And littered on the sidelines, among the torn-off tape, torn jerseys and broken cleats are the lives of the kids who might have acted entitled and special because of their own gifts, but who also were too young and perhaps too poor to know any better, and, who, at the core, trusted the people making the recruiting pitch that there was a happily ever after out there.  But the alums and the locals and all of the people who enjoy the end product don't see all, the same way that they enjoy sausage but perhaps would be a bit sick to their stomachs if they saw it made.   We're not just talking about sport and fun and entertainment and competition, we're talking about a disproportionate amount of money at some schools  spent on very few kids and then failing to help them progress with their lives.

I hope that's not the case, especially not at a place as respected heretofore as UNC, but if it is, then shame on UNC, shame on the administration, shame on the alums and shame on all of us.  Because if the pushing through of kids without any caring about substantive skill building happened there, then it could happen anywhere and probably has.  We read about Dexter Manley, and we read in "ESPN the Magazine" about some kids at Oklahoma State.  And now we're reading about UNC.

Let's remember that these are the lives of young adults, first and foremost, and that the games played are games that kids play.  Too many times, though, the adults get involved and mess them up.

Let's hope that this is not what happened at UNC.  And regardless of whether it did, let's hope that the powers that be at all colleges turn this problem into an opportunity to benefit scholarship athletes everywhere.  Yes, the scholarship is a gift and a great thing, but not when it's used to churn and burn young people.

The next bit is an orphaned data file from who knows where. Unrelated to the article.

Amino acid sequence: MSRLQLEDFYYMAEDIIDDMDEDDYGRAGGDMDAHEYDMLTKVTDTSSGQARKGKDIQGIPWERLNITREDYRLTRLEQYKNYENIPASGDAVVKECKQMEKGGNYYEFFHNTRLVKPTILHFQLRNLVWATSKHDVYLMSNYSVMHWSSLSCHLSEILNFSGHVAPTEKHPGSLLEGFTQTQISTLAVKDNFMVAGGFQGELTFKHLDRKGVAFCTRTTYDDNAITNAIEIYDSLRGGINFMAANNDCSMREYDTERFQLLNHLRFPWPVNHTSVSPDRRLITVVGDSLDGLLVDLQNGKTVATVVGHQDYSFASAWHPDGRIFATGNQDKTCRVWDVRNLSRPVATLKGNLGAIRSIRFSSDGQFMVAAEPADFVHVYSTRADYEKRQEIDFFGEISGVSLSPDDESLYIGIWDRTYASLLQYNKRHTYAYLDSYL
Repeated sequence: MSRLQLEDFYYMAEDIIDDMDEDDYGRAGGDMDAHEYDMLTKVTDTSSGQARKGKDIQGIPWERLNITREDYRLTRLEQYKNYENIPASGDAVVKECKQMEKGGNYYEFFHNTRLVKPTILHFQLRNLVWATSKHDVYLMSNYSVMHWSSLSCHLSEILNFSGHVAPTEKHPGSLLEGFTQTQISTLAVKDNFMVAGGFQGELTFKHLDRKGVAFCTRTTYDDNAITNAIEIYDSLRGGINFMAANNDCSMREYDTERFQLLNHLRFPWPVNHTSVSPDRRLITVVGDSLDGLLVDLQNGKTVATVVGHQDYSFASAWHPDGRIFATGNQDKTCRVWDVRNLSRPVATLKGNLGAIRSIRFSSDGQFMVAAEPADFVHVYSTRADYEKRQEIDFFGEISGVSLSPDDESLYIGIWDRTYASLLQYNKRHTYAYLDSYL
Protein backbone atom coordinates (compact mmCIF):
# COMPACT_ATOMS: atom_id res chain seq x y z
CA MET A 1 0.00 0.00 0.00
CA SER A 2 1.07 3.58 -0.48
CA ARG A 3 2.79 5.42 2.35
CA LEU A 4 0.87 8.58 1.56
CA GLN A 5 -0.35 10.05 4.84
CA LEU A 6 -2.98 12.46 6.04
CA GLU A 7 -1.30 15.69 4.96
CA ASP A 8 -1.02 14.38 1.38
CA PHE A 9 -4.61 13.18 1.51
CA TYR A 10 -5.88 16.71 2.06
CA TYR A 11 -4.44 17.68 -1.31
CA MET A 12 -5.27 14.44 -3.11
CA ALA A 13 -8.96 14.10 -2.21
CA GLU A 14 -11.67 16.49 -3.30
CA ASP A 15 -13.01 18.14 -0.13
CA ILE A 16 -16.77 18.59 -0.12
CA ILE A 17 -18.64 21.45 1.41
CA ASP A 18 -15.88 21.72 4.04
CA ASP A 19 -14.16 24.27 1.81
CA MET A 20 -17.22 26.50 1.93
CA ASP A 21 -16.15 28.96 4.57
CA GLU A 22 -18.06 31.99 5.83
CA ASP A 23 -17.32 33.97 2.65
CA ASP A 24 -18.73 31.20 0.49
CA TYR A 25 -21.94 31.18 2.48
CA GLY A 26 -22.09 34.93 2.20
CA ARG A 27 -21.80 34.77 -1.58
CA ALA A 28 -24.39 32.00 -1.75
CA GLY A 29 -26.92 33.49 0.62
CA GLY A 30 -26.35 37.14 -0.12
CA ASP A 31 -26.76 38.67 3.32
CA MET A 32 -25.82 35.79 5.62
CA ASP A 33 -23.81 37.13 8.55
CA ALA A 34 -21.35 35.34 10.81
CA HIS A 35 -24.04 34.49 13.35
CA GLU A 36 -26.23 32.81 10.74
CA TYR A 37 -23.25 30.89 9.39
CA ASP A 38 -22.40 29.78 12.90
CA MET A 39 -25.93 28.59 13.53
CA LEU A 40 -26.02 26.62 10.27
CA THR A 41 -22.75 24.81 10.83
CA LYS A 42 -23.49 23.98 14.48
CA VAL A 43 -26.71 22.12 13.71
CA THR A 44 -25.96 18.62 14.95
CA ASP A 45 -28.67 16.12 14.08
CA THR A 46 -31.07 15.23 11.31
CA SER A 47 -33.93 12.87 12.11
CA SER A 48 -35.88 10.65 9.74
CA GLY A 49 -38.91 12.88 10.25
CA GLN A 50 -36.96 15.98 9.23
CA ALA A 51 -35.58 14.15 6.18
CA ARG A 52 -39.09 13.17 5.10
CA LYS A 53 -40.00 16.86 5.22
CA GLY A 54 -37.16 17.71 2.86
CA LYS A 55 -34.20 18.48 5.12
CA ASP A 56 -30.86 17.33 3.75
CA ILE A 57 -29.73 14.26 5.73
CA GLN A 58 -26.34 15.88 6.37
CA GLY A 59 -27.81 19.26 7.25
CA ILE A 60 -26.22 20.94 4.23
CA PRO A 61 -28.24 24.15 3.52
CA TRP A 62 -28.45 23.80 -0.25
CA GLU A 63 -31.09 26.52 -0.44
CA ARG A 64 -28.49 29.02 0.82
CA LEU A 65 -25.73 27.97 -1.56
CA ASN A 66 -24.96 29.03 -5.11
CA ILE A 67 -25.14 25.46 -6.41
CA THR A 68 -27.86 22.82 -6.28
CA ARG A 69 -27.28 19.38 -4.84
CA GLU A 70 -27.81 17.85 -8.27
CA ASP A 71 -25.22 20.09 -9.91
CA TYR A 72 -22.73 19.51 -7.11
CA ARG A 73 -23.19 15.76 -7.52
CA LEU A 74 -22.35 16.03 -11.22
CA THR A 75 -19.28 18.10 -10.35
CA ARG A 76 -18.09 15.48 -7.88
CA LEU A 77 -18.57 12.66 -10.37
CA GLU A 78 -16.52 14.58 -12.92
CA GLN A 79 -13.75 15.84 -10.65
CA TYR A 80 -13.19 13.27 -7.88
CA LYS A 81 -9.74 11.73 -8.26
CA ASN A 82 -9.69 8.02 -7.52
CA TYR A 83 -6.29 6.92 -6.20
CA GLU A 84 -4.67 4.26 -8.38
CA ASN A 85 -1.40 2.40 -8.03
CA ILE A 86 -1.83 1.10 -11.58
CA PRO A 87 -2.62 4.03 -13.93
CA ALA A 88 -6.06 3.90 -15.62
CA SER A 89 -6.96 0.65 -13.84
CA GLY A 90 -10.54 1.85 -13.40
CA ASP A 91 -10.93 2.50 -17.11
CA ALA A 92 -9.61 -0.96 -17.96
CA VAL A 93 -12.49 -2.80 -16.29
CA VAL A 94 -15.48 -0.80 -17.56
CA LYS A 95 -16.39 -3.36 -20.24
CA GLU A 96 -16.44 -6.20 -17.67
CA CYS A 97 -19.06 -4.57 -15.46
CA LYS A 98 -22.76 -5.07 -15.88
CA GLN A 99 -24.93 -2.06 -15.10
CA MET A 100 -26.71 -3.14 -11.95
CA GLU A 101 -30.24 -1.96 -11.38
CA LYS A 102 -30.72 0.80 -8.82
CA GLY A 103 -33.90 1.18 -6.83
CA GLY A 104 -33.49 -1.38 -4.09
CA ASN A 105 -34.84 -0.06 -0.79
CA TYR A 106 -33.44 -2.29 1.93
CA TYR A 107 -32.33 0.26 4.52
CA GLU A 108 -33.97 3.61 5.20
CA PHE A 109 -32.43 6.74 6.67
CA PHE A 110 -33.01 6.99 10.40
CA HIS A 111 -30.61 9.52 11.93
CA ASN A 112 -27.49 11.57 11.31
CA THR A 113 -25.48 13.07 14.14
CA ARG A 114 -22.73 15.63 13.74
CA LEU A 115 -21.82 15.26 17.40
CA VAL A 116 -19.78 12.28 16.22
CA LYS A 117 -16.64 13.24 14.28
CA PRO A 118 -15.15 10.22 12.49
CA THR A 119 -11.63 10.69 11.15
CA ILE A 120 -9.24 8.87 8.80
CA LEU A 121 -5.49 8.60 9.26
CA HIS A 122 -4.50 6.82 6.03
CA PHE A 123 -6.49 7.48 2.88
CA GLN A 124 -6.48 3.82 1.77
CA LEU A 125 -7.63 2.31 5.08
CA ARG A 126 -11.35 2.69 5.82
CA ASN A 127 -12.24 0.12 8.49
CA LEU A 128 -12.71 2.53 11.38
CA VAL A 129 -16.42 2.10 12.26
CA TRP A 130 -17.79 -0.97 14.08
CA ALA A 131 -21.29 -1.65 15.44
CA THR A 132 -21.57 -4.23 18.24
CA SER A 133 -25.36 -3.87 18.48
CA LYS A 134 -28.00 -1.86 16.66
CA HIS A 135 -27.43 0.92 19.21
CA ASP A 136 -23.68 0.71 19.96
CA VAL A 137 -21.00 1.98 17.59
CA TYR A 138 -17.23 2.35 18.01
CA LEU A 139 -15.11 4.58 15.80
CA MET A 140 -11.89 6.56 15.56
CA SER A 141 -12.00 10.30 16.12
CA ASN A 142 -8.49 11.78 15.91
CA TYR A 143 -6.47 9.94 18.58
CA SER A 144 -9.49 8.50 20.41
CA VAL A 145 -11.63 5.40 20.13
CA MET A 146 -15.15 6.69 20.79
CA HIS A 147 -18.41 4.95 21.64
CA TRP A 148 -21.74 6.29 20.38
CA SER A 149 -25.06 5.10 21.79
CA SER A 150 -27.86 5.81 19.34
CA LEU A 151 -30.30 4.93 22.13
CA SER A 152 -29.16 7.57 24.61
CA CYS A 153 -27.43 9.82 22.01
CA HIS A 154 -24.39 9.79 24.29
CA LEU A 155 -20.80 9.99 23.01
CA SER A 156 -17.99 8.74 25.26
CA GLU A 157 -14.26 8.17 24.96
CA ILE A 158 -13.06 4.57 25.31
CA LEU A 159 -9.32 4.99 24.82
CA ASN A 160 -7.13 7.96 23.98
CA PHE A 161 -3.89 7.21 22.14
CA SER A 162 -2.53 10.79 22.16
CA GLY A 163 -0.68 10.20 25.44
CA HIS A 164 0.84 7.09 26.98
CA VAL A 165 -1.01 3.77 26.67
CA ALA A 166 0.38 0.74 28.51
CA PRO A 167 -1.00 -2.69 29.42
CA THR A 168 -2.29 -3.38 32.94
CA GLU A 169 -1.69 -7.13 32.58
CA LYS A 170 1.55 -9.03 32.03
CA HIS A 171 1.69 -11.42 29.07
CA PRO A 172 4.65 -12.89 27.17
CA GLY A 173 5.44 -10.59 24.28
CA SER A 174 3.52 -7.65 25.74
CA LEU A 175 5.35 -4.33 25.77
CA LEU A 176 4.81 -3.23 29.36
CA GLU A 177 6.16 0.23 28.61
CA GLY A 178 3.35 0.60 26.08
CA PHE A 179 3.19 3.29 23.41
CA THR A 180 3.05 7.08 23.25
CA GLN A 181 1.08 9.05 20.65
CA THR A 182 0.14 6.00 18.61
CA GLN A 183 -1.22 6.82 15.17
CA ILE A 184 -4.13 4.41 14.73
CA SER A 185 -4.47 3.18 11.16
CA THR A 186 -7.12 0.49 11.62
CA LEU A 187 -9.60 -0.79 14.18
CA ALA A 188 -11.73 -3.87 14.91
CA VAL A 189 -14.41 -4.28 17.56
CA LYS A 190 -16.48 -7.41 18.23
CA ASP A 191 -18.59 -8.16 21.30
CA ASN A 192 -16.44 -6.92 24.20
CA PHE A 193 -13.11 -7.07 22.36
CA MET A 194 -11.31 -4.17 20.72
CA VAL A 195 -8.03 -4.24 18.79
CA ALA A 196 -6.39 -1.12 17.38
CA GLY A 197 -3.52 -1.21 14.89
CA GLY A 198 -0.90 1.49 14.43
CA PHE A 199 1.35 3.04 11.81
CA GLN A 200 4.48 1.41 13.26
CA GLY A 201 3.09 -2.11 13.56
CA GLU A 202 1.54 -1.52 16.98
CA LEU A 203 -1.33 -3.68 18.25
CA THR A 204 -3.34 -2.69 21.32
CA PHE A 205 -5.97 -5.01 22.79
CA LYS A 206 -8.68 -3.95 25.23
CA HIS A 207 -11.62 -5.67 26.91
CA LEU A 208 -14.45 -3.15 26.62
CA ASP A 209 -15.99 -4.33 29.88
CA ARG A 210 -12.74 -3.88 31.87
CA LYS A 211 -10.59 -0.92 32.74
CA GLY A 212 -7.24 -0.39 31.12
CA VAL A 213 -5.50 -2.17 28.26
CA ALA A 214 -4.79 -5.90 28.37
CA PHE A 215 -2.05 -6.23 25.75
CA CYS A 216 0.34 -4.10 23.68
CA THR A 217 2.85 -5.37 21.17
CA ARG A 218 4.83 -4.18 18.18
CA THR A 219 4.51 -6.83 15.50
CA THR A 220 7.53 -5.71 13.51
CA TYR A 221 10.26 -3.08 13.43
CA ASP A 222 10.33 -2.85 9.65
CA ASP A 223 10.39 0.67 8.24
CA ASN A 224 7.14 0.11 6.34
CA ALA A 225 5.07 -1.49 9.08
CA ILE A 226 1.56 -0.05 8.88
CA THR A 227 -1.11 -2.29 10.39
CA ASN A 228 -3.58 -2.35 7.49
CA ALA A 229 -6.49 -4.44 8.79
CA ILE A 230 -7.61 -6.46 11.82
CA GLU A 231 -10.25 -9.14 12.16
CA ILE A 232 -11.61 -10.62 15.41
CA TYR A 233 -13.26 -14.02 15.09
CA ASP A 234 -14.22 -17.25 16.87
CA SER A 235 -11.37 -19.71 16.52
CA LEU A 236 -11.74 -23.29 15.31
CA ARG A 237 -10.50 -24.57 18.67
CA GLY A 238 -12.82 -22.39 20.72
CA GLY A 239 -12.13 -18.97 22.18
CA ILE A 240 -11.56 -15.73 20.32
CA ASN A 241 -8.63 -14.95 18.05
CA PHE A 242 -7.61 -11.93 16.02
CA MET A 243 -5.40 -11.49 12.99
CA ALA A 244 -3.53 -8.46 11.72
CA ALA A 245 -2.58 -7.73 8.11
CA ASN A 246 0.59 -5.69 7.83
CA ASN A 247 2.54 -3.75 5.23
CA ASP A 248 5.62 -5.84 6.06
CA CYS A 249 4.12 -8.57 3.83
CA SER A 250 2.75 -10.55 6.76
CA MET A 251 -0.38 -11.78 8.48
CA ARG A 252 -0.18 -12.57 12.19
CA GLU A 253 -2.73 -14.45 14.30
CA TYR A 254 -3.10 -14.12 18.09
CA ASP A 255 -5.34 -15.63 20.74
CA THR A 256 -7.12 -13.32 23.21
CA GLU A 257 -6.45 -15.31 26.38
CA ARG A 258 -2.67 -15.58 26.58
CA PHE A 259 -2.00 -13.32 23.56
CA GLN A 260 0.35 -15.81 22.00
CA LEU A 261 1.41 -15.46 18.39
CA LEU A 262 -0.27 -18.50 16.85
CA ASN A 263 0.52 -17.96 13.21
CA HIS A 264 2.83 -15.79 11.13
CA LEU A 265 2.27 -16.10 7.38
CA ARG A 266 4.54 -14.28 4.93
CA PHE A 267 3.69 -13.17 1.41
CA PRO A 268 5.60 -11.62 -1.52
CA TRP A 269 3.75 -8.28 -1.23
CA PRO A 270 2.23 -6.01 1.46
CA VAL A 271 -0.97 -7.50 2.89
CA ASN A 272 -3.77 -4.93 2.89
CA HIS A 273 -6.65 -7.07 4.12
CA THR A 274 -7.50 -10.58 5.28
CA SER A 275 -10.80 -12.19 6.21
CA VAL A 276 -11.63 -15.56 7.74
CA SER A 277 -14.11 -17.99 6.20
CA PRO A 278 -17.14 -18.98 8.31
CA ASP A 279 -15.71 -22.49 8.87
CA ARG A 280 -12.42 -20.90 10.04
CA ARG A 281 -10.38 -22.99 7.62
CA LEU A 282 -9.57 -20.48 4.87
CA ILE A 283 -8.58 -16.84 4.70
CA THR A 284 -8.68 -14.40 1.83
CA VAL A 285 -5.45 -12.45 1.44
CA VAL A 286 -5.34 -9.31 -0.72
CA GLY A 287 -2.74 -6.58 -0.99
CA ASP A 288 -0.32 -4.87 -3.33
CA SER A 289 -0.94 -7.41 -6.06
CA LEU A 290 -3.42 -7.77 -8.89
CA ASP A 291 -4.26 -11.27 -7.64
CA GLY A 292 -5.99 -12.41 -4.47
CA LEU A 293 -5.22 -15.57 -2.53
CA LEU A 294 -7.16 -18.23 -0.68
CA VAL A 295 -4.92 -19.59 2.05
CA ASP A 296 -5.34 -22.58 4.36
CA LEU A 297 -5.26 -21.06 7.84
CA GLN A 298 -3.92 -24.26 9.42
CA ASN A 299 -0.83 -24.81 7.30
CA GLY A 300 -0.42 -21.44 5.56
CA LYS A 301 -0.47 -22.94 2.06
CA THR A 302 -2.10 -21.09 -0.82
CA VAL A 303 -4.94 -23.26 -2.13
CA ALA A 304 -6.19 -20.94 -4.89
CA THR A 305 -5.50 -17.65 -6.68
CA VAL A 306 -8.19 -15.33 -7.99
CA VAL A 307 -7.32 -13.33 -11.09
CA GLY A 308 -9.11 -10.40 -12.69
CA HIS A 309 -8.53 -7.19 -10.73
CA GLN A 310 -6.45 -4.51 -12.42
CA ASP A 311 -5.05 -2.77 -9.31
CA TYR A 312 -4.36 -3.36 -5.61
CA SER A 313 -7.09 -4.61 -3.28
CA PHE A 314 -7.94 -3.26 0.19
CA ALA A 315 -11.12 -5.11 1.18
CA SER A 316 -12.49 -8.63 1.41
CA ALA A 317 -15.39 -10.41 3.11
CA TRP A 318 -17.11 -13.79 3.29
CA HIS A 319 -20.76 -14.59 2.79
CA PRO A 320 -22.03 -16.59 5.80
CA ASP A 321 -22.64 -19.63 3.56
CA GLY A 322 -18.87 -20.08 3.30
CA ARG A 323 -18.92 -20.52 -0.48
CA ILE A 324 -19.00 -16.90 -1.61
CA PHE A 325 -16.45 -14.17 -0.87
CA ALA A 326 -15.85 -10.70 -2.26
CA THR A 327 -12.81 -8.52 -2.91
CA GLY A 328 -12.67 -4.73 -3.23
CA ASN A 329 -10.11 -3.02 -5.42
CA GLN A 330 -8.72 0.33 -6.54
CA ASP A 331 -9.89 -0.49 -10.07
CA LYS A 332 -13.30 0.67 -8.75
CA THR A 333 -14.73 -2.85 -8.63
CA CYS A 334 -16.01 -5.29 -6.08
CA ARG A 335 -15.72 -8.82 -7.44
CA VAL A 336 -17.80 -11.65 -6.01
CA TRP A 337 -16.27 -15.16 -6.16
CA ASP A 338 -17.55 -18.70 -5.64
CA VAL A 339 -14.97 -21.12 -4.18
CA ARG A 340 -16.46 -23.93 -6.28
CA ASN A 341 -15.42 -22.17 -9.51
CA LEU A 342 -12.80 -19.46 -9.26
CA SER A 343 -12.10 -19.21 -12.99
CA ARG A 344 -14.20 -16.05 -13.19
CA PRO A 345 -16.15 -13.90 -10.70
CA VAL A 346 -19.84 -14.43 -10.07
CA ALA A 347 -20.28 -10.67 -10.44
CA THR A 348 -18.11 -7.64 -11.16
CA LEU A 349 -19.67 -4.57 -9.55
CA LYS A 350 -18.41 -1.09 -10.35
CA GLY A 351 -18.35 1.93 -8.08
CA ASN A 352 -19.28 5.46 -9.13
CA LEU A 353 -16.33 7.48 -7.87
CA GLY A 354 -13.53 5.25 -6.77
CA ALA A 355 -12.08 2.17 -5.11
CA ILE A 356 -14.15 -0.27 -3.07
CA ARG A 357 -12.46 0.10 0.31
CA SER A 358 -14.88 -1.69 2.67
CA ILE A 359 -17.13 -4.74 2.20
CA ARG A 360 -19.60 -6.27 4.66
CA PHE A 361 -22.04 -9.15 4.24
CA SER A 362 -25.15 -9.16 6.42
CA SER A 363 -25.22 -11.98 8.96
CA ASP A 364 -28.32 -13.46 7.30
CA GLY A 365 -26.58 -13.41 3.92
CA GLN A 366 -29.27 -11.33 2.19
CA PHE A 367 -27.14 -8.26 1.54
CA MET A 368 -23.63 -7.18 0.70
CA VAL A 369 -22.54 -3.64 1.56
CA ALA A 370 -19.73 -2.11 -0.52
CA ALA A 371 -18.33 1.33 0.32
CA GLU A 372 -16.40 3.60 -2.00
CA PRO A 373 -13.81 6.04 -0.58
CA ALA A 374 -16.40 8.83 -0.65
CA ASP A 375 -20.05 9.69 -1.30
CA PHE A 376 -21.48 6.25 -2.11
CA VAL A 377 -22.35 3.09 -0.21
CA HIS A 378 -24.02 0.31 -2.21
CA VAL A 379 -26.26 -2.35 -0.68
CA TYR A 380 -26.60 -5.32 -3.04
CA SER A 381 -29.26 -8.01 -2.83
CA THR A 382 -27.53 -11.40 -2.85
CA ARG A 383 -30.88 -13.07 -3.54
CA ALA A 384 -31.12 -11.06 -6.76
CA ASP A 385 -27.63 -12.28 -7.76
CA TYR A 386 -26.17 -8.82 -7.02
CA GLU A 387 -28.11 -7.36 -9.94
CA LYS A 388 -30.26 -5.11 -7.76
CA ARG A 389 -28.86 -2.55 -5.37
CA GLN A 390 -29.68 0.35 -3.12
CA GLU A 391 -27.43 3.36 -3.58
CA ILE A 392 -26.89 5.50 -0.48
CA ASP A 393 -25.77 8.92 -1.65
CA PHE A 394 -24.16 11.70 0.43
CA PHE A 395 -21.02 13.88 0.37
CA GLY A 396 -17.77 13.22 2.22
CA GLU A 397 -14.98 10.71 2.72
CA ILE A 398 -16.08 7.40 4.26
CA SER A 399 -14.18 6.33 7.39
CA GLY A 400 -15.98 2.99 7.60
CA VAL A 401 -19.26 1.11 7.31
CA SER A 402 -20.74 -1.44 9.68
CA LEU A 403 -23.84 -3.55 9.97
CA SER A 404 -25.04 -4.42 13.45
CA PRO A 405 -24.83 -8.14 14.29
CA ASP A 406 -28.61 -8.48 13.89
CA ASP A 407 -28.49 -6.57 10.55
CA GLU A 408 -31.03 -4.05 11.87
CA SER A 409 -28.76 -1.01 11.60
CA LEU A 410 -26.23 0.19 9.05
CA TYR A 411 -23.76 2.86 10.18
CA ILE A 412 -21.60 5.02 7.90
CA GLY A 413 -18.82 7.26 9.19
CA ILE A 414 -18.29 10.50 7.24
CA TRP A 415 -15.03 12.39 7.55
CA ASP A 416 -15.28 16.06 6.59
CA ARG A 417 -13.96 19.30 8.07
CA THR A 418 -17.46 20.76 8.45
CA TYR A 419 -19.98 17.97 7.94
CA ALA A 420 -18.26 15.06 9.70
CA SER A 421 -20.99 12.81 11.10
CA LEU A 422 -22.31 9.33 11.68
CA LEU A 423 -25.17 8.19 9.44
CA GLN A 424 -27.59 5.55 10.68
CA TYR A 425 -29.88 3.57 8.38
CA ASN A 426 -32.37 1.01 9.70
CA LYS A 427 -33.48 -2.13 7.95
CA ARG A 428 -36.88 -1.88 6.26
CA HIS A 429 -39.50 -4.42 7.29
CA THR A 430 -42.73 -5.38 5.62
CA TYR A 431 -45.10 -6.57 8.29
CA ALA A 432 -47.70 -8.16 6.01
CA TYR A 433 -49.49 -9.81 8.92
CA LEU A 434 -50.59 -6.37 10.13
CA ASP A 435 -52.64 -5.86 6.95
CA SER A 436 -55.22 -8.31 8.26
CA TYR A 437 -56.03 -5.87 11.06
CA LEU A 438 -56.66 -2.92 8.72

2 Comments:

Anonymous Hamlet's Fool said...

My daughter runs track at a D1 school. Scholarship or not track isn't one of those "money" sports where kids come in dreaming of earning the big $$ in the pros, so her experience may be different.

In her case the coach plays by the rules and even adds some of his own rules (no drinking even if you are of legal age). There are a lot of resources available for the athletes to help them be successful academically.

That being said, I have no doubts that many of the big programs "stretch" the rules for athletes in the marquee programs (football, basketball).

To me the crime is that the colleges (UNC in this case, but does anyone doubt that it isn't common elsewhere) are not playing by their own rules. If a kid is not eligible because his grades are too low, then they should either work with him to bring his athletic performance up properly or sit him. Based on the allegations what they did instead was cheat to make them "eligible."

As to the athletes having normal majors -- plenty of non-athletes waste time and money pursuing degrees that are worthless (anything ending in "studies" comes to mind). If they are willing to do so with non-athletes I don't see why the athletes should be required to have "real" majors.

3:17 PM